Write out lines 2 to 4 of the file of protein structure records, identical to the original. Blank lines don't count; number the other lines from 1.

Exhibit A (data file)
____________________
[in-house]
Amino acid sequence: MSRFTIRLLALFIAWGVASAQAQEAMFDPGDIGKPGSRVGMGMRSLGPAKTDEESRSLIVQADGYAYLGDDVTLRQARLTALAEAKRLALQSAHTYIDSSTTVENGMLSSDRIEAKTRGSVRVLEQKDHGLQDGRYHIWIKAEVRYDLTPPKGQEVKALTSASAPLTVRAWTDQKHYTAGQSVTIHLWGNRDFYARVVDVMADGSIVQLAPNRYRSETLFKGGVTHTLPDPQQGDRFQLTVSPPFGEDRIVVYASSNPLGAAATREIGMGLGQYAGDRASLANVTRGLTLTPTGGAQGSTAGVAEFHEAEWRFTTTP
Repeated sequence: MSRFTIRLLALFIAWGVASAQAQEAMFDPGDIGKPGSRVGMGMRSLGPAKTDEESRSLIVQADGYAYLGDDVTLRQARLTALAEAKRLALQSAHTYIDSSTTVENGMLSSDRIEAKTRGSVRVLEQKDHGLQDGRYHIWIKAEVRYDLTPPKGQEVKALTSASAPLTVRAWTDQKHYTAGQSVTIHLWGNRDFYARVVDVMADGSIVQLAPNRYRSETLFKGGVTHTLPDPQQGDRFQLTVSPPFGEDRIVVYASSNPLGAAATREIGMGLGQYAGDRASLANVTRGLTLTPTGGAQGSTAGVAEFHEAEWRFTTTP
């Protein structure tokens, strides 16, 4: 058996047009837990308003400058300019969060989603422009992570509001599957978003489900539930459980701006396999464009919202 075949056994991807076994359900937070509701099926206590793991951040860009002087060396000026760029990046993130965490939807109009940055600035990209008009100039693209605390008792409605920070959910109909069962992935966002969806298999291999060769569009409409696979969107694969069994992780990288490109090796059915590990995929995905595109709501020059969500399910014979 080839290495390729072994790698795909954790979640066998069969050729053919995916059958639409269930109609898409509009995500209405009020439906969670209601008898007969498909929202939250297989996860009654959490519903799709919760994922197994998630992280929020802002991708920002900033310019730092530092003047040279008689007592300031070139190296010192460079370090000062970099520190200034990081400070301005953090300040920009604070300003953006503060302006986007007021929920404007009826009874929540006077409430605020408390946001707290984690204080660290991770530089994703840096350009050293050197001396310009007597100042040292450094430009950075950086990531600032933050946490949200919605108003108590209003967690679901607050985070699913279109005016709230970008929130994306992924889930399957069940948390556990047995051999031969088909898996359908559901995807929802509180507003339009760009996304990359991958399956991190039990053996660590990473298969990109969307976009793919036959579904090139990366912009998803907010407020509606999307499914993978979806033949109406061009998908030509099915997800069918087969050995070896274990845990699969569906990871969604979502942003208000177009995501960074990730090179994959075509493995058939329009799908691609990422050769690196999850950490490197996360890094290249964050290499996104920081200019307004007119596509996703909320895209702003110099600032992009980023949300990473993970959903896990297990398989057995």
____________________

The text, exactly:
Amino acid sequence: MSRFTIRLLALFIAWGVASAQAQEAMFDPGDIGKPGSRVGMGMRSLGPAKTDEESRSLIVQADGYAYLGDDVTLRQARLTALAEAKRLALQSAHTYIDSSTTVENGMLSSDRIEAKTRGSVRVLEQKDHGLQDGRYHIWIKAEVRYDLTPPKGQEVKALTSASAPLTVRAWTDQKHYTAGQSVTIHLWGNRDFYARVVDVMADGSIVQLAPNRYRSETLFKGGVTHTLPDPQQGDRFQLTVSPPFGEDRIVVYASSNPLGAAATREIGMGLGQYAGDRASLANVTRGLTLTPTGGAQGSTAGVAEFHEAEWRFTTTP
Repeated sequence: MSRFTIRLLALFIAWGVASAQAQEAMFDPGDIGKPGSRVGMGMRSLGPAKTDEESRSLIVQADGYAYLGDDVTLRQARLTALAEAKRLALQSAHTYIDSSTTVENGMLSSDRIEAKTRGSVRVLEQKDHGLQDGRYHIWIKAEVRYDLTPPKGQEVKALTSASAPLTVRAWTDQKHYTAGQSVTIHLWGNRDFYARVVDVMADGSIVQLAPNRYRSETLFKGGVTHTLPDPQQGDRFQLTVSPPFGEDRIVVYASSNPLGAAATREIGMGLGQYAGDRASLANVTRGLTLTPTGGAQGSTAGVAEFHEAEWRFTTTP
């Protein structure tokens, strides 16, 4: 058996047009837990308003400058300019969060989603422009992570509001599957978003489900539930459980701006396999464009919202 075949056994991807076994359900937070509701099926206590793991951040860009002087060396000026760029990046993130965490939807109009940055600035990209008009100039693209605390008792409605920070959910109909069962992935966002969806298999291999060769569009409409696979969107694969069994992780990288490109090796059915590990995929995905595109709501020059969500399910014979 080839290495390729072994790698795909954790979640066998069969050729053919995916059958639409269930109609898409509009995500209405009020439906969670209601008898007969498909929202939250297989996860009654959490519903799709919760994922197994998630992280929020802002991708920002900033310019730092530092003047040279008689007592300031070139190296010192460079370090000062970099520190200034990081400070301005953090300040920009604070300003953006503060302006986007007021929920404007009826009874929540006077409430605020408390946001707290984690204080660290991770530089994703840096350009050293050197001396310009007597100042040292450094430009950075950086990531600032933050946490949200919605108003108590209003967690679901607050985070699913279109005016709230970008929130994306992924889930399957069940948390556990047995051999031969088909898996359908559901995807929802509180507003339009760009996304990359991958399956991190039990053996660590990473298969990109969307976009793919036959579904090139990366912009998803907010407020509606999307499914993978979806033949109406061009998908030509099915997800069918087969050995070896274990845990699969569906990871969604979502942003208000177009995501960074990730090179994959075509493995058939329009799908691609990422050769690196999850950490490197996360890094290249964050290499996104920081200019307004007119596509996703909320895209702003110099600032992009980023949300990473993970959903896990297990398989057995």